In thermodynamics, an isentropic process is an idealized thermodynamic process that is both adiabatic and reversible. The work transfers of the system are frictionless, and there is no net transfer of heat or matter. Such an idealized process is useful in engineering as a model of and basis of comparison for real processes. This process is idealized because reversible processes do not occur in reality; thinking of a process as both adiabatic and reversible would show that the initial and final entropies are the same, thus, the reason it is called isentropic (entropy does not change). Thermodynamic processes are named based on the effect they would have on the system (ex. isovolumetric: constant volume, isenthalpic: constant enthalpy). Even though in reality it is not necessarily possible to carry out an isentropic process, some may be approximated as such. The word "isentropic" can be interpreted in another way, since its meaning is deducible from its etymology. It means a p ...
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Isothermal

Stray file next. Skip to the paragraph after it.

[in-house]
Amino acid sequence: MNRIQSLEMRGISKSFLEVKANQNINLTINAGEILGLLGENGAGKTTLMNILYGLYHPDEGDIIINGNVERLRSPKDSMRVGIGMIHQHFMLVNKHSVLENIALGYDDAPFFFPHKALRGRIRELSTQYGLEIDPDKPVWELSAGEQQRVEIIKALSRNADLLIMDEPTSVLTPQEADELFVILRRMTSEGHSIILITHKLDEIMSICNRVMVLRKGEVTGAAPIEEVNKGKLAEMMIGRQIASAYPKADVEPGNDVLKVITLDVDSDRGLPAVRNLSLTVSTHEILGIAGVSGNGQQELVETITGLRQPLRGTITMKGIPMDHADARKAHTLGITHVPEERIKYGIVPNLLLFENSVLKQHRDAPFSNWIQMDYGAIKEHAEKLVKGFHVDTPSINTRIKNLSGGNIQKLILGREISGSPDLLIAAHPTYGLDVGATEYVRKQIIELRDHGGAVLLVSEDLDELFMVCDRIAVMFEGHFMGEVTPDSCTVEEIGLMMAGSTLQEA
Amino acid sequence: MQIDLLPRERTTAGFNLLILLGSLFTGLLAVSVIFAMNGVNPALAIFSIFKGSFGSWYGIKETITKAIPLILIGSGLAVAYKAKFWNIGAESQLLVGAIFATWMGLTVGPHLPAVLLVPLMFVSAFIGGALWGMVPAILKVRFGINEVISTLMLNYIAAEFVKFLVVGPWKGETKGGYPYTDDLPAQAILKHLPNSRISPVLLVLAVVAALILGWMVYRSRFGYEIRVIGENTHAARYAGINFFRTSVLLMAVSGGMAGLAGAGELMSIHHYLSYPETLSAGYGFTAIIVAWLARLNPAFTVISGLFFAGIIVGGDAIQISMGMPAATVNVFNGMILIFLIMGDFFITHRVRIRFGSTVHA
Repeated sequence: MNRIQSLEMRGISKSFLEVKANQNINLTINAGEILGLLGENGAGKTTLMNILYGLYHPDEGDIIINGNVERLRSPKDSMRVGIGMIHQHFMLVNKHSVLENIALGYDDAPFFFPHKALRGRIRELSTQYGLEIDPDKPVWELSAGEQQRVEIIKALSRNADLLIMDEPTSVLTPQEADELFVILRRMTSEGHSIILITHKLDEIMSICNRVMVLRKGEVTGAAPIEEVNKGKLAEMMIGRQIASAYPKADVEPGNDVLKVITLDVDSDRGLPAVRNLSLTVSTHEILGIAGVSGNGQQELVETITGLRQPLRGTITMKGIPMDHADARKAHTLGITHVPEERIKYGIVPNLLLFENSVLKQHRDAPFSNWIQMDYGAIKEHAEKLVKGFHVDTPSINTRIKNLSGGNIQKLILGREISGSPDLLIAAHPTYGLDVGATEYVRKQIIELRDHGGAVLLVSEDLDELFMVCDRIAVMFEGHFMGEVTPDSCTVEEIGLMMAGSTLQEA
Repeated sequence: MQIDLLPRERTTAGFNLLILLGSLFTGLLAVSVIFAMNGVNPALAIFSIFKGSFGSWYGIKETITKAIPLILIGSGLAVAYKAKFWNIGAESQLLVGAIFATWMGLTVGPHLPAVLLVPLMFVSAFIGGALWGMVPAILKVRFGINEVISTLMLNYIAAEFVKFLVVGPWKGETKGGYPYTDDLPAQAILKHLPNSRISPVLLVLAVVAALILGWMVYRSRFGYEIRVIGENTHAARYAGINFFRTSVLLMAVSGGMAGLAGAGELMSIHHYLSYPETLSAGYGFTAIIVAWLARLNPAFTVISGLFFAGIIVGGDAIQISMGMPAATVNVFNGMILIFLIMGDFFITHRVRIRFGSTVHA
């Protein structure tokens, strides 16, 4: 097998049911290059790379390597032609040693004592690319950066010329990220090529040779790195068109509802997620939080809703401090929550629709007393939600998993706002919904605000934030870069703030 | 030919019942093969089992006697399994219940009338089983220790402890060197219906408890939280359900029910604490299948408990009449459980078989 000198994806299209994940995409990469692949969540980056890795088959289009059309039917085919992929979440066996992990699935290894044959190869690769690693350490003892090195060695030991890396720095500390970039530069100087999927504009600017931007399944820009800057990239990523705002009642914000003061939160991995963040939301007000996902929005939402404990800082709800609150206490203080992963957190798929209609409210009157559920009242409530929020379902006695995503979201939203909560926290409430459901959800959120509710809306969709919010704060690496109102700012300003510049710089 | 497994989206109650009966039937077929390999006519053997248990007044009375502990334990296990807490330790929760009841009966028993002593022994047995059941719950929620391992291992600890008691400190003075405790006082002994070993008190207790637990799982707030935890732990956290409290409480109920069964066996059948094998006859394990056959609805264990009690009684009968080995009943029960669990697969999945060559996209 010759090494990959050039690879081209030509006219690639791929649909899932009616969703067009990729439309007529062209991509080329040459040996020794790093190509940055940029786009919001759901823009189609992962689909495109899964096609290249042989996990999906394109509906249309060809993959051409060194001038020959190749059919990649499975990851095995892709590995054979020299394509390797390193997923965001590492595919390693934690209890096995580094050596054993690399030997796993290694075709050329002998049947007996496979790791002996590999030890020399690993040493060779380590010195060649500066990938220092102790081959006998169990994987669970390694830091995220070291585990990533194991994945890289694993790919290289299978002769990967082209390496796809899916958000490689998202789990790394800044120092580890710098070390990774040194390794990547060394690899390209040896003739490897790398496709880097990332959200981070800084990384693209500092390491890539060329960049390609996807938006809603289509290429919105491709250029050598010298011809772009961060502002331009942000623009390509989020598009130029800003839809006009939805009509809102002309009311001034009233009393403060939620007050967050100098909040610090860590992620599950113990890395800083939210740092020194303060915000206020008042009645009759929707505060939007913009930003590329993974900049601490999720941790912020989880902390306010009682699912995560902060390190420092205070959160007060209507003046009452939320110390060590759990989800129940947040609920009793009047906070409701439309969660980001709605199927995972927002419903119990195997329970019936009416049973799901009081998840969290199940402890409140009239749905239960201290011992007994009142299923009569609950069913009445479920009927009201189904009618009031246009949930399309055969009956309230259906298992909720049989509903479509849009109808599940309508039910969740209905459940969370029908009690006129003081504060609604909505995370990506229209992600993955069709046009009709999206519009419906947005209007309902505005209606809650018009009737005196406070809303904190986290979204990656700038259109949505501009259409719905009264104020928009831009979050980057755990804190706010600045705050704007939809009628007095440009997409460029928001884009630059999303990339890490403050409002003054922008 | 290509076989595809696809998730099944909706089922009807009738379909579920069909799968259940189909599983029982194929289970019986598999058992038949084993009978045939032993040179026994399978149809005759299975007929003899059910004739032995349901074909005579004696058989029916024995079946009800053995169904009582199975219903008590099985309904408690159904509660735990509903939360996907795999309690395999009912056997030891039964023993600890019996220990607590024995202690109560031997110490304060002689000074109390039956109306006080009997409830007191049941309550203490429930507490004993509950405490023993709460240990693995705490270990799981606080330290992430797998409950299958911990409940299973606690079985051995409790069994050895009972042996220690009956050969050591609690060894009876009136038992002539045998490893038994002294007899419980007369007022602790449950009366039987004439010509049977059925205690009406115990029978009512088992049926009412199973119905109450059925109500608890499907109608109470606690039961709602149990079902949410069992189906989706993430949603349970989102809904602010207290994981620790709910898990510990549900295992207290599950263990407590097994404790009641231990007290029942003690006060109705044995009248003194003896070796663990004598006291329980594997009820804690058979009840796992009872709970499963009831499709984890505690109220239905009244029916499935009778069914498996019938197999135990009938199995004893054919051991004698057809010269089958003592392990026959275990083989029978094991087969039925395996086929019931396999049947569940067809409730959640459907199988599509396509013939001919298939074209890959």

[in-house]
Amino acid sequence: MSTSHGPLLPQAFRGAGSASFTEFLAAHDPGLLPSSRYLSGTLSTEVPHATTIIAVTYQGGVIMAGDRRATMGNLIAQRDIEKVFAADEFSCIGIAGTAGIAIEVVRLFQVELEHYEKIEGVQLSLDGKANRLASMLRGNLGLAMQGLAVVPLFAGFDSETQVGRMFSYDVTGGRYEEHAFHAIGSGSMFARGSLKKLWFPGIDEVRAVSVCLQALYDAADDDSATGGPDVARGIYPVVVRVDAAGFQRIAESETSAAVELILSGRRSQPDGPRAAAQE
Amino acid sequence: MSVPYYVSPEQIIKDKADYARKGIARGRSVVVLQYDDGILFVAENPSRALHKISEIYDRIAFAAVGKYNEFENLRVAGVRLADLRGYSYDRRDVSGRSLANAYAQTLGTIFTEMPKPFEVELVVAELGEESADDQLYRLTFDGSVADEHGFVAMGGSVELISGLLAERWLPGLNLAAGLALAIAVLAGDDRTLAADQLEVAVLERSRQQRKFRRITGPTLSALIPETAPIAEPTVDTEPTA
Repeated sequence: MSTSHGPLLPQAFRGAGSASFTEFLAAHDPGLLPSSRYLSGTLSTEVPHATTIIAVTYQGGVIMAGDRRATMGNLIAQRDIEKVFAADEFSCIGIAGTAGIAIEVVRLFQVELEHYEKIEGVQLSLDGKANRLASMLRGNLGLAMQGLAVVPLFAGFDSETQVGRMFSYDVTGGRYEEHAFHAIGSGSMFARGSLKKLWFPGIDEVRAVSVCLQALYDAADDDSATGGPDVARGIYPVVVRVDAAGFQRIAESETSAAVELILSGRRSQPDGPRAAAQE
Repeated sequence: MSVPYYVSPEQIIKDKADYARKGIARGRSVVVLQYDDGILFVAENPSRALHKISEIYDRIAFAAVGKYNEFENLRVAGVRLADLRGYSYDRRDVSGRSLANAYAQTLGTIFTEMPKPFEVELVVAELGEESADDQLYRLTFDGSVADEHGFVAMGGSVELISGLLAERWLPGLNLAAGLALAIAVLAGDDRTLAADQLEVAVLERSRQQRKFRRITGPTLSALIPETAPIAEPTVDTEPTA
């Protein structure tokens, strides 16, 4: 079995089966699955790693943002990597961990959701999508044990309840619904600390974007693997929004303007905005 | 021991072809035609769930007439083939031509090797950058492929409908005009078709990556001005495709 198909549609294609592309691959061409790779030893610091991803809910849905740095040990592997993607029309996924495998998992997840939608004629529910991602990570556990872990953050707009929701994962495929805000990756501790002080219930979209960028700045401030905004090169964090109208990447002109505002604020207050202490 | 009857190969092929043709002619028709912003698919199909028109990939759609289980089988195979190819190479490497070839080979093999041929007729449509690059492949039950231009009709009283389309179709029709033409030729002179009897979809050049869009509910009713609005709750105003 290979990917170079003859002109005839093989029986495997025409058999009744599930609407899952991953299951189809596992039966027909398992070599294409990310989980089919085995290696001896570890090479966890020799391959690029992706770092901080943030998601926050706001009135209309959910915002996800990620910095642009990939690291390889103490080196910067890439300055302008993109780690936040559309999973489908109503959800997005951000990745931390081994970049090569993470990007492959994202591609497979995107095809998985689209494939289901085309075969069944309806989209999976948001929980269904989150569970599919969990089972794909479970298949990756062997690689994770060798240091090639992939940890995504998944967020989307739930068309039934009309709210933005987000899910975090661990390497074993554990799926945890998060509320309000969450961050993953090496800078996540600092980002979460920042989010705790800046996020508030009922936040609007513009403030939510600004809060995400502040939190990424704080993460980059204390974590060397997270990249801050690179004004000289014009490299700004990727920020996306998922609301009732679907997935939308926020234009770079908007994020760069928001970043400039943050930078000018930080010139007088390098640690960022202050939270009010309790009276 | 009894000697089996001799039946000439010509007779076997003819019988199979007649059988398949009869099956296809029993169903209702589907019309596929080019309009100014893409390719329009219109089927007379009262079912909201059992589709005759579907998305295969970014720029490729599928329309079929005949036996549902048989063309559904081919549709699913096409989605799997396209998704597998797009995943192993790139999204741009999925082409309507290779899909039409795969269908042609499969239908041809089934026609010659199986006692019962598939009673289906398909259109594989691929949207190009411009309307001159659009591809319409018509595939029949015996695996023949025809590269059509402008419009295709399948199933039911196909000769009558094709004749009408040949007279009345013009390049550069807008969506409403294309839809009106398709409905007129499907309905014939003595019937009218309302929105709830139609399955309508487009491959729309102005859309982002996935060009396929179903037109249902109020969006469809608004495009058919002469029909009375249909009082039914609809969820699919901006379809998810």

In thermodynamics, an isothermal process is a type of thermodynamic process in which the temperature ''T'' of a system remains constant: Δ''T'' = 0. This typically occurs when a system is in contact with an outside thermal reservoir, and a change in the system occurs slowly enough to allow the system to be continuously adjusted to the temperature of the reservoir through heat exchange (see quasi-equilibrium). In contrast, an ''adiabatic process'' is where a system exchanges no heat with its surroundings (''Q'' = 0). Simply, we can say that in an isothermal process * T = \text * \Delta T = 0 * dT = 0 * For ideal gases only, internal energy \Delta U = 0 while in adiabatic processes: * Q = 0. Etymology The adjective "isothermal" is derived from the Greek words "ἴσος" ("isos") meaning "equal" and "θέρμη" ("therme") meaning "heat". Examples Isothermal processes can occur in any kind of system that has some means of regulating the temperature, includin ...